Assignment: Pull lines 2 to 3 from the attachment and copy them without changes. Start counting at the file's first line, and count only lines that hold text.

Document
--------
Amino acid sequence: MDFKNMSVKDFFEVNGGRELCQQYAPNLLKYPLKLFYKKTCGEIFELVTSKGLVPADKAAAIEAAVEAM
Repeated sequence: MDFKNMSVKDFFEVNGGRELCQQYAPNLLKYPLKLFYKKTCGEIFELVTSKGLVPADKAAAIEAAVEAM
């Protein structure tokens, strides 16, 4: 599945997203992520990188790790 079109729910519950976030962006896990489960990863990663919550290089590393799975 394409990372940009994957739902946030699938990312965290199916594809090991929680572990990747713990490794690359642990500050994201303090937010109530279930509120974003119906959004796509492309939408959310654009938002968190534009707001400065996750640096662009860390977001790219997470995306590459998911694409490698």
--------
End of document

Repeated sequence: MDFKNMSVKDFFEVNGGRELCQQYAPNLLKYPLKLFYKKTCGEIFELVTSKGLVPADKAAAIEAAVEAM
């Protein structure tokens, strides 16, 4: 599945997203992520990188790790 079109729910519950976030962006896990489960990863990663919550290089590393799975 394409990372940009994957739902946030699938990312965290199916594809090991929680572990990747713990490794690359642990500050994201303090937010109530279930509120974003119906959004796509492309939408959310654009938002968190534009707001400065996750640096662009860390977001790219997470995306590459998911694409490698």